Archaeologists disagree over Egypt's Tutankhamun tomb's 'hidden chambers' theory
Egypt's Antiquities Minister Khaled Anani said that new technology would be needed to reveal if secret passageways exist that some say could hide Queen Nefertiti's remains.
But the mood among journalists and archaeologists at Sunday's press conference dedicated to the ancient pharaoh was one of scepticism.
Meanwhile, after months of discussion, archaeologists are no closer to learning the truth about the secret chambers.
Months earlier former Antiquities Minister Mamduh Damati said that hidden passageways in the resting place probably existed, and raised speculation of another historical find for Egypt.
Damati inspected the tomb last September with the theory's proponent, British Egyptologist Nicholas Reeves.
His idea – and the attention paid to it – came as Egypt struggles to revive its key tourism industry after years of political turmoil.
Damati himself said more tests would be needed, and has been cautious about fully endorsing the theory, despite the obvious rewards such a find would bring the Egyptian tourism industry.
"The infrared scan said we need to repeat it because we have something that we cannot be sure what it is exactly," he said.
However, he did say in March that there was a "90 percent chance" that the tomb had two hidden chambers containing organic material.
|Reeves made an even more startling theory that Tutankhamun's tomb was in fact originally Nefertiti's
Reeves made an even more startling theory that Tutankhamun's tomb was in fact originally Nefertiti's.
He believes when the boy king died, unexpectedly at a young age, he was rushed into the outer chamber of the queen's tomb, which lies in Luxor's Valley of Kings in southern Egypt.
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However, many experts on Sunday said they were unhappy with the handling of the search for the chambers.
"Handling the project wasn't done scientifically at all," said another former Antiquities Minister Zahi Hawass.
Hawass also suggested that the current antiquities minister hire an autonomous committee of experts to handle the investigation.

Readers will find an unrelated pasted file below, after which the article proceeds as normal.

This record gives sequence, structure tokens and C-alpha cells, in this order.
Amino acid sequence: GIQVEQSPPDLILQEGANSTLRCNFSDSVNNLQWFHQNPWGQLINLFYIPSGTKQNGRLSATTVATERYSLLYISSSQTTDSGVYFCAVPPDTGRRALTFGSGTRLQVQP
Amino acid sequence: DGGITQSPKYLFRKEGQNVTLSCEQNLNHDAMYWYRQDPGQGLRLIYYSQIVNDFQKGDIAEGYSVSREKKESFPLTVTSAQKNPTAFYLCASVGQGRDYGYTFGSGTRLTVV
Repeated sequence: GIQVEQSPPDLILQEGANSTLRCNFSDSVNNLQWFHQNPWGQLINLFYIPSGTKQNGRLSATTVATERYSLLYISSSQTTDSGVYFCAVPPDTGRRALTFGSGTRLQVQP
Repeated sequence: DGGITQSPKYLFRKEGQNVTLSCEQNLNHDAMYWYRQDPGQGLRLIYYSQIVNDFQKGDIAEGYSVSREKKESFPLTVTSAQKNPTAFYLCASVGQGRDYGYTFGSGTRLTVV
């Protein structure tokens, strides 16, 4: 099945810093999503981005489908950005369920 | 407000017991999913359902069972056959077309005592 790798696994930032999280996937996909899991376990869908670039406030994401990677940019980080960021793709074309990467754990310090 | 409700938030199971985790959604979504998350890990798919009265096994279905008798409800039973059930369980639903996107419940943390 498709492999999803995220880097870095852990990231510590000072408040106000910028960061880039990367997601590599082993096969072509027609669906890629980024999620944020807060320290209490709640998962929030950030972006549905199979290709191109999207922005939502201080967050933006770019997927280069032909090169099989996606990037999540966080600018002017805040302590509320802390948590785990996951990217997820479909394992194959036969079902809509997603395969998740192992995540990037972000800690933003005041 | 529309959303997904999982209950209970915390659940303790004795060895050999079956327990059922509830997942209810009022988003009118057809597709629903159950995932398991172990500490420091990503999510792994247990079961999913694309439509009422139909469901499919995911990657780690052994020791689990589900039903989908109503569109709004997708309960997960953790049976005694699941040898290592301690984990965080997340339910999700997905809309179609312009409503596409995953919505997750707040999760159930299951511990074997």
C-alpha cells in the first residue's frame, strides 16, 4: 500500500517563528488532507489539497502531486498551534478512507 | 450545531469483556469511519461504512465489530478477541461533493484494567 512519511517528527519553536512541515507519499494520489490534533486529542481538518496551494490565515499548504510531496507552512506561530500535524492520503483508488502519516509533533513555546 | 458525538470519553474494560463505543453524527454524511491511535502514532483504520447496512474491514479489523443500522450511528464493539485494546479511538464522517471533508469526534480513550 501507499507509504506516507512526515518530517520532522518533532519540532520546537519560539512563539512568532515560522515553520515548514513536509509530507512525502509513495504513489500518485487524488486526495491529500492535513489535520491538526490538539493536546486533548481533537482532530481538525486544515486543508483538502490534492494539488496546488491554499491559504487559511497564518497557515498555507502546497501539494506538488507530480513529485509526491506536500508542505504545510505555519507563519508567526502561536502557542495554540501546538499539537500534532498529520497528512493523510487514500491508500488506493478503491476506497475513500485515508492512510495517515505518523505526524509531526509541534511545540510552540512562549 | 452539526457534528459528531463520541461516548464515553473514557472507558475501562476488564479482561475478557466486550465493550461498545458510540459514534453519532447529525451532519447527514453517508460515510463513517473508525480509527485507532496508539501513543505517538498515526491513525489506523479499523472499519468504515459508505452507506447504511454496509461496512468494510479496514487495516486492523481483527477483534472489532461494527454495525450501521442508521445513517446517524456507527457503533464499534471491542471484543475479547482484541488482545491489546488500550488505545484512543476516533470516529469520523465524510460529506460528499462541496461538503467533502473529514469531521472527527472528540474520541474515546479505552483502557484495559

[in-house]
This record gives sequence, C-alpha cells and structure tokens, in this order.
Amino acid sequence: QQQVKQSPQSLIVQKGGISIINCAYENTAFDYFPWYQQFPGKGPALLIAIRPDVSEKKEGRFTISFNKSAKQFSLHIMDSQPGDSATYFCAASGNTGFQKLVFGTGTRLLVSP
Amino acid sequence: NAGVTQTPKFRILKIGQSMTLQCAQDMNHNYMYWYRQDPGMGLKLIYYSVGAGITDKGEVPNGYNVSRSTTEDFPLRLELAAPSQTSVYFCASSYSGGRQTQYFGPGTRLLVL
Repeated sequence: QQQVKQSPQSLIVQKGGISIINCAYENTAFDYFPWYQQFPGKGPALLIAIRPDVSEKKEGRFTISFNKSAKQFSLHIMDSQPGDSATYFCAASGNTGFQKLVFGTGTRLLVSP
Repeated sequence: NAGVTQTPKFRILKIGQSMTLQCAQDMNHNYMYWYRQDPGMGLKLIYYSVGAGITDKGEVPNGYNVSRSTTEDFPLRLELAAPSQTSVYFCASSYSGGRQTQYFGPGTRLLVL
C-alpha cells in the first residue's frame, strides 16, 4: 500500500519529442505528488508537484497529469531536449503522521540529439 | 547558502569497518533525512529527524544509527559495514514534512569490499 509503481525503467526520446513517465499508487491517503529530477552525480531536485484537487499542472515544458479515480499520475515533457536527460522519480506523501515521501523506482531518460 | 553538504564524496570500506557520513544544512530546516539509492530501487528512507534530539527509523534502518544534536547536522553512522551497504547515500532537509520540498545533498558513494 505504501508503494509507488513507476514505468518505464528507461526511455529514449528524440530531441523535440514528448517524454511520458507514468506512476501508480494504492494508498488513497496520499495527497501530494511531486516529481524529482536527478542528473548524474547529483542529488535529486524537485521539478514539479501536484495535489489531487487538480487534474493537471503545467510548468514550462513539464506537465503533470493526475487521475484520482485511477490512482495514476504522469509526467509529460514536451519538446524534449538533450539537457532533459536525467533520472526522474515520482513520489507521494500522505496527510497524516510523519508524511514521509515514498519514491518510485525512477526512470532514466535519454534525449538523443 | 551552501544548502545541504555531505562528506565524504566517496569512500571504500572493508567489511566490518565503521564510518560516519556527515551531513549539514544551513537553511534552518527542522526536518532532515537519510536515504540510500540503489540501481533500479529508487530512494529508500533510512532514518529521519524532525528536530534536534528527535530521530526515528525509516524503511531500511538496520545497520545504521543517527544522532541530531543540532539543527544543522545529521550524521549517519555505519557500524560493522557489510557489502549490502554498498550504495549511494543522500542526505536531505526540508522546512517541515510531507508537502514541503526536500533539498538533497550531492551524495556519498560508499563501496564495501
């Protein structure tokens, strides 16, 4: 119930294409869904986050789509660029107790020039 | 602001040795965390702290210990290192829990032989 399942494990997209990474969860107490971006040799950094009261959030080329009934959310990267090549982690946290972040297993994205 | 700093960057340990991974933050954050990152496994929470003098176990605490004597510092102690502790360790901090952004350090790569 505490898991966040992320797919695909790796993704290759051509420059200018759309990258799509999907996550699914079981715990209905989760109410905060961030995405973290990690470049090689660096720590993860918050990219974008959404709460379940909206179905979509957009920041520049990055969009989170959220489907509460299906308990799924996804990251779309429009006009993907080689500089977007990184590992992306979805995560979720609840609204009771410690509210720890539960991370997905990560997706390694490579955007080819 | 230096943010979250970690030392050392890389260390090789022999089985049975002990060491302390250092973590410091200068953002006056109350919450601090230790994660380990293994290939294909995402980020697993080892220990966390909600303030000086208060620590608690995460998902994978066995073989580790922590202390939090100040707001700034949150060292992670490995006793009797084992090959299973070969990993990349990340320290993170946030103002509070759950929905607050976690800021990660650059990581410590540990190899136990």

|We have to stop this media presence, because there is nothing to publish
- Former Antiquities Minister Zahi Hawass
"We have to stop this media presence, because there is nothing to publish," he said.
Anani then had to reassure archaeologists at the conference that the investigation would not lead to damage of the tomb.
"I will not make any drills (into the tomb walls) until I am sure 100 percent that there is a cavity behind the wall... I'm very satisfied with the warm scientific debate."
Friederike Seyfried, director of the Egyptian Museum and Papyri in Berlin, said she did not believe that Tutankhamun's burial chamber concealed any hidden chambers.
She told Egyptian website Ahram Online that the results of the radar survey did not prove the existence of a hidden tomb.
"The sudden death of the boy-king led the tomb's builders to finish the tomb quickly and close it up, which is why a cavity was found," she said.
Seyfried also describes Reeves' claim that the tomb of Nefertiti lies behind the northern wall of the burial chamber as a mere hypothesis.
She rejected Reeves' claim that a scene depicted on a wall within the tomb shows Tutankhamun performing the "opening of the mouth" ritual for Nefertiti, saying that an inscription shows that it is in fact King Iy who is performing the ritual for Tutankhamun.
"I believe that the ancient Egyptian artist would never make a depiction of the pharaoh without a direct inscription beside [the image]," Seyfried said.
Nefertiti was famed for her beauty as depicted in the famous bust now in Berlin. She, Tutankhamun and Akhenaten ruled during a turbulent time for Ancient Egypt.
Nefertiti was married to Akhenaten, who tried and failed to force Egypt to convert to monotheism.
DNA evidence has shown that Akhenaten was Tutankhamun's father, but Egyptologists do not agree on who his mother was.
|DNA evidence has shown that Akhenaten was Tutankhamun's father, but Egyptologists do not agree on who his mother was
Egyptologists rely on a mix of DNA evidence as well as information documented in ruins - along with historical calculations – to map the pharaohs' family tree.
Most tombs contain more information about the passage to the afterlife rather than solid information about the deceased's biological lineage.
Agencies contributed to this report